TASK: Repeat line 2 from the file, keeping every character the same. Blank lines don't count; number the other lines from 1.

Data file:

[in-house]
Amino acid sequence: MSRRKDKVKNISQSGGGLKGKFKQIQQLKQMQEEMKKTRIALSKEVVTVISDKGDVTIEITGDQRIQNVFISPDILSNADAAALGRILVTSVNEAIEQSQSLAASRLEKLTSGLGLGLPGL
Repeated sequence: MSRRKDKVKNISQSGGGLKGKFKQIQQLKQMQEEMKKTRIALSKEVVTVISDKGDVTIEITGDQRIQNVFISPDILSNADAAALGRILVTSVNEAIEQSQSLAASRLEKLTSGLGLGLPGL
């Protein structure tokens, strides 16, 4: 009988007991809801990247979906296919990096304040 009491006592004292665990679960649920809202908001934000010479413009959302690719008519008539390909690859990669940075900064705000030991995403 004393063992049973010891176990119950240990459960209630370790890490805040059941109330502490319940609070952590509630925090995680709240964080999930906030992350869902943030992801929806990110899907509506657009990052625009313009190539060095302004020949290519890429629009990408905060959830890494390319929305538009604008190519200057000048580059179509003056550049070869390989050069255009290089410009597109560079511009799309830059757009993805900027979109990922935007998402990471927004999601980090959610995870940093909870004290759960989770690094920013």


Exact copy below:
Amino acid sequence: MSRRKDKVKNISQSGGGLKGKFKQIQQLKQMQEEMKKTRIALSKEVVTVISDKGDVTIEITGDQRIQNVFISPDILSNADAAALGRILVTSVNEAIEQSQSLAASRLEKLTSGLGLGLPGL